Spinal Cord Injury

Spinal cord injury can result in paralysis of the muscles used for breathing; paralysis and/or loss of feeling in all or some of the trunk, arms, and legs; weakness; numbness; loss of bowel and bladder control; and numerous secondary conditions including respiratory problems, pressure sores, and sometimes fatal spikes in blood pressure. Approximately 12,000 new spinal cord injuries occur in the U.S. each year. A majority of injuries occur from motor vehicle accidents, falls, work-related accidents, sports injuries, and penetrations such as stab or gunshot wounds.

Our Membership Community

Our membership community provides a lifeline for many individuals that are focused on regaining their independence and improving their quality of life––whether they are leaving rehab after sustaining a spinal cord injury, learning to live with symptoms of a spinal cord disorder, or have spent years of frustration coping with disability. We provide members guidance and resources on a variety of topics they are passionate about, such as employment, affordable housing, transportation, health care, home- and community-based independent living, education, peer support, and leisure and recreation.

Ask Us

United Spinal’s Ask Us program connects you with information, resources, and access to our “Ask Us Spinal Cord Central” help center. Browse the Knowledge Books below for answers to your questions. If you can’t find what you are looking for just Ask Us and one of our knowledgeable staff will provide you with answers.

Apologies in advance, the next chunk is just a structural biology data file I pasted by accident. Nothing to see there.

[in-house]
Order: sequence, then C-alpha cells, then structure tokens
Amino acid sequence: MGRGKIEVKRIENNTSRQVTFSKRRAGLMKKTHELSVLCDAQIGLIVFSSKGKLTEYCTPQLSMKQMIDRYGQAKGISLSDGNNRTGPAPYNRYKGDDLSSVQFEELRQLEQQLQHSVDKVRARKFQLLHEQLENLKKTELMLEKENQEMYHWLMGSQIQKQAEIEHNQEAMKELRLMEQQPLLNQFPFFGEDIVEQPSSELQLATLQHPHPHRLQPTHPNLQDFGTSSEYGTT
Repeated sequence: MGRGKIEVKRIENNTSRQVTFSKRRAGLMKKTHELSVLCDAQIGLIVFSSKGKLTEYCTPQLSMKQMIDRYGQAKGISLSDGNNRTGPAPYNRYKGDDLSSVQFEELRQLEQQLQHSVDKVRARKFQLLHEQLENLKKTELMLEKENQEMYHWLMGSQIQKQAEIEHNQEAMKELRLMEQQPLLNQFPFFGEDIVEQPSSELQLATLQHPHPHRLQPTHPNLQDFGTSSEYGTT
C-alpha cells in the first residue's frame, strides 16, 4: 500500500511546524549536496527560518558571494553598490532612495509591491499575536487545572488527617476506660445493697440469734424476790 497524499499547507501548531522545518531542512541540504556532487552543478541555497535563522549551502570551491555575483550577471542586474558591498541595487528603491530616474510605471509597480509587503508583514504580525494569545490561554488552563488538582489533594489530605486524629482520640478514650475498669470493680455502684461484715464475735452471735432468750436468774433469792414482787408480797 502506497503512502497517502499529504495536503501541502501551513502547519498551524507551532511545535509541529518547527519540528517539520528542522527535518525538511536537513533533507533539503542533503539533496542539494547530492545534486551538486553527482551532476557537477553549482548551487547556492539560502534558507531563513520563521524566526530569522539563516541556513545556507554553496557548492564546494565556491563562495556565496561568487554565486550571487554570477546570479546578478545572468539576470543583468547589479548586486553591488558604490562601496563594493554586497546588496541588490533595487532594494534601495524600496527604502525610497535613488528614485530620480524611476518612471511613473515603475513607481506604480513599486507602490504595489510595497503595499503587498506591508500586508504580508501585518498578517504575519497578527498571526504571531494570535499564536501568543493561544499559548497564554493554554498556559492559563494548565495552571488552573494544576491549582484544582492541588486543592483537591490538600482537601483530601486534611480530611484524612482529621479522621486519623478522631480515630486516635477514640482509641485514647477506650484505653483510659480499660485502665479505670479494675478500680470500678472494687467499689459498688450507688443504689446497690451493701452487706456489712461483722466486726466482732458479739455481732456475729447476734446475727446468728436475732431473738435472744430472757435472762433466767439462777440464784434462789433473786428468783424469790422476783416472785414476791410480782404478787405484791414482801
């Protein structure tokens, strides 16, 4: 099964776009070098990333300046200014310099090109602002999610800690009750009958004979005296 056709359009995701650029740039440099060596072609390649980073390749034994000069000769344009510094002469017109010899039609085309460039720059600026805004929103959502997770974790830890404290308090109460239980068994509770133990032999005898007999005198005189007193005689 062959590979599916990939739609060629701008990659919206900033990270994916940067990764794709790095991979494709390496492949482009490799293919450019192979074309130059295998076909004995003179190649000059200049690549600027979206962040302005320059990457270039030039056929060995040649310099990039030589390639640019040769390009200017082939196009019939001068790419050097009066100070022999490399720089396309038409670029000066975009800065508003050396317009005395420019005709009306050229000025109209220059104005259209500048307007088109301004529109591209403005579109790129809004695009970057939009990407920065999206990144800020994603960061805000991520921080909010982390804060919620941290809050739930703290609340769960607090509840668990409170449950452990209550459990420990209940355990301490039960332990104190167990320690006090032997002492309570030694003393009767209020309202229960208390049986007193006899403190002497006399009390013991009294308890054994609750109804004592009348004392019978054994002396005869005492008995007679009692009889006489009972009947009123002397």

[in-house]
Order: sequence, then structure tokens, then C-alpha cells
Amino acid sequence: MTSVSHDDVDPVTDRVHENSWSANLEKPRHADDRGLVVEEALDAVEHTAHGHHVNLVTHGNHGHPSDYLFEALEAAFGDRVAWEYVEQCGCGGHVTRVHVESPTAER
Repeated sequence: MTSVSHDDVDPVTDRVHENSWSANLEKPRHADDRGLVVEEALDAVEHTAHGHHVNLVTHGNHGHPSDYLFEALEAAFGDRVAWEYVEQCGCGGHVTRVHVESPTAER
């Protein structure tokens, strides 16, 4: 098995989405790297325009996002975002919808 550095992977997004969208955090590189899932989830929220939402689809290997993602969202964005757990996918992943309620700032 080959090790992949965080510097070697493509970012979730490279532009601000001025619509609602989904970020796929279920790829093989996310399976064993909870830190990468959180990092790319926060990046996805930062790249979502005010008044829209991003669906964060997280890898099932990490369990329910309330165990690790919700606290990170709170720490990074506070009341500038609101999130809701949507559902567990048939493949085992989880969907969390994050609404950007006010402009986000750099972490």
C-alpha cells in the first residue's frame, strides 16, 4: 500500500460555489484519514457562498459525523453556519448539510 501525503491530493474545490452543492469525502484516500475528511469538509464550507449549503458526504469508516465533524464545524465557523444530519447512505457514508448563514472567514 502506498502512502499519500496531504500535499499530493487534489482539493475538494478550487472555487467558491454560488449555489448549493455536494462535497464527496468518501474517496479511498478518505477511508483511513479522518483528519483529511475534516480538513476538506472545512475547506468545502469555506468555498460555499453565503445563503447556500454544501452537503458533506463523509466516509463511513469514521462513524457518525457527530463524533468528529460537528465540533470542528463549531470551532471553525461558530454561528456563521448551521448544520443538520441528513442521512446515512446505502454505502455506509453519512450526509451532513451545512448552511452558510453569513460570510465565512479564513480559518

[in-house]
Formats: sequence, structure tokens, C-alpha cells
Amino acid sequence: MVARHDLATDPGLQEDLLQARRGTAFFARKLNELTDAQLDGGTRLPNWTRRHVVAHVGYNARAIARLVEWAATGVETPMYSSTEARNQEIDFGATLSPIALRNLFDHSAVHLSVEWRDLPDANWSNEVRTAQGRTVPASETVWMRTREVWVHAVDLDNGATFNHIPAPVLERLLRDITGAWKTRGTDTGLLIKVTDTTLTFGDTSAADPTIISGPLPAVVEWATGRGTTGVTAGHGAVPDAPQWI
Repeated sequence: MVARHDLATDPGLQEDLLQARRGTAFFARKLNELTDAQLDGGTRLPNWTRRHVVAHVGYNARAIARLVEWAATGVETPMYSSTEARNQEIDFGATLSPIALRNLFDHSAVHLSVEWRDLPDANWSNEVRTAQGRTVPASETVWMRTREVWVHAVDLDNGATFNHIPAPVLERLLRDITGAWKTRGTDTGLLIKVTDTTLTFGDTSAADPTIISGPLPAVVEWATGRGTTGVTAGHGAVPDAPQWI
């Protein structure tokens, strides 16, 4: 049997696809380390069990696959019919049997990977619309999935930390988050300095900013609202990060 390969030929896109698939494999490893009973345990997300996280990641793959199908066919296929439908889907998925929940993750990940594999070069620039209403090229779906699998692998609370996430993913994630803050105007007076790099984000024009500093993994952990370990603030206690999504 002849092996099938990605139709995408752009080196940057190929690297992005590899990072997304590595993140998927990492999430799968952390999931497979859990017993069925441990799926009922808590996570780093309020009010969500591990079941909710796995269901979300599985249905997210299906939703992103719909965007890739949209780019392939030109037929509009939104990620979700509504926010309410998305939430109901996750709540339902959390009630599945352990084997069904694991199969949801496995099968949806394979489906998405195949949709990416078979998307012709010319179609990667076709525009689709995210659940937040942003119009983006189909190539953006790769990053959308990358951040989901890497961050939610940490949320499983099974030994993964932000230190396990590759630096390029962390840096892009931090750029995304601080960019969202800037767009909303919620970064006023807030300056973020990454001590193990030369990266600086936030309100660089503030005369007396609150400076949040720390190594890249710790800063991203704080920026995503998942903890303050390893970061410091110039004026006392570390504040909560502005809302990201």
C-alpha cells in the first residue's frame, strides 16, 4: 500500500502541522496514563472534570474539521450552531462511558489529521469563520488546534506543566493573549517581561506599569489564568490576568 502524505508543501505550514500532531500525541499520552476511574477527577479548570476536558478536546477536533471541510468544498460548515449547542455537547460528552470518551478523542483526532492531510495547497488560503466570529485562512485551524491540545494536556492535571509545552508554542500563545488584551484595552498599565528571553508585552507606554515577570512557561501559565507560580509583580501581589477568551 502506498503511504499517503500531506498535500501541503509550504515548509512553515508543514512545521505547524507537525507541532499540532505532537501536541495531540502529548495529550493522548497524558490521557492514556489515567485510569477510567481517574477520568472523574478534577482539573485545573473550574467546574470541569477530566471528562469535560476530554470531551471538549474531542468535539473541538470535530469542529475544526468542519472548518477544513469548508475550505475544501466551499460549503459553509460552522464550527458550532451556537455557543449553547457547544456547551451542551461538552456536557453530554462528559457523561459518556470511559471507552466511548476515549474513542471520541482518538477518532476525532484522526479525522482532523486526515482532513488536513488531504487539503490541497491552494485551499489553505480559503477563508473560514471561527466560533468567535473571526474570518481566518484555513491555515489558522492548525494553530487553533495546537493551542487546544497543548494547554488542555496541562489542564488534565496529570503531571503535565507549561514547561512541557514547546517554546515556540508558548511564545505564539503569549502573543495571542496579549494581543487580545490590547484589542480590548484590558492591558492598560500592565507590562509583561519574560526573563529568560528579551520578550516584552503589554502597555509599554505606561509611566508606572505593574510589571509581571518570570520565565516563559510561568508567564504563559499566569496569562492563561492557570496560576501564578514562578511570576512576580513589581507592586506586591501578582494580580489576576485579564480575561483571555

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At Work, It’s What People Can Do That Matters

October is National Disability Employment Awareness Month (NDEAM), and all members of United Spinal Association are encouraged to participate. The purpose of NDEAM is to educate about disability employment issues and celebrate the many and varied contributions of America’s workers with disabilities.

Held annually, NDEAM is led by the U.S. Department of Labor’s Office of Disability Employment Policy, but its true spirit lies in the many observances held at the grassroots level across the nation every year. Employers of all sizes and in all industries are encouraged to participate in National Disability Employment Awareness Month. This year’s theme is “My disability is one part of who I am.”


For specific ideas about how you can support NDEAM, visit www.dol.gov/ndeam. Suggestions range from simple, such as putting up a poster, to comprehensive, such as implementing a disability education program. Regardless, all play an important part in fostering a more inclusive workforce, one where every person is recognized for his or her abilities — every day of every month.

United Spinal remains committed to an inclusive work culture and want to spread the important message that we value diverse perspectives, including those of individuals with disabilities.

Our Activities

Creating New Pathways to Employment

As part of a Craig H. Neilsen Foundation multi-year Quality of Life Grant, United Spinal is working with its partners on the Pathways to Employment (PTE) program to help with improved recruitment and hiring of people with disabilities. The PTE program has been launched in our Pittsburgh and Rochester chapters in collaboration with our current peer mentoring program. We will also be adding a New Jersey location next year.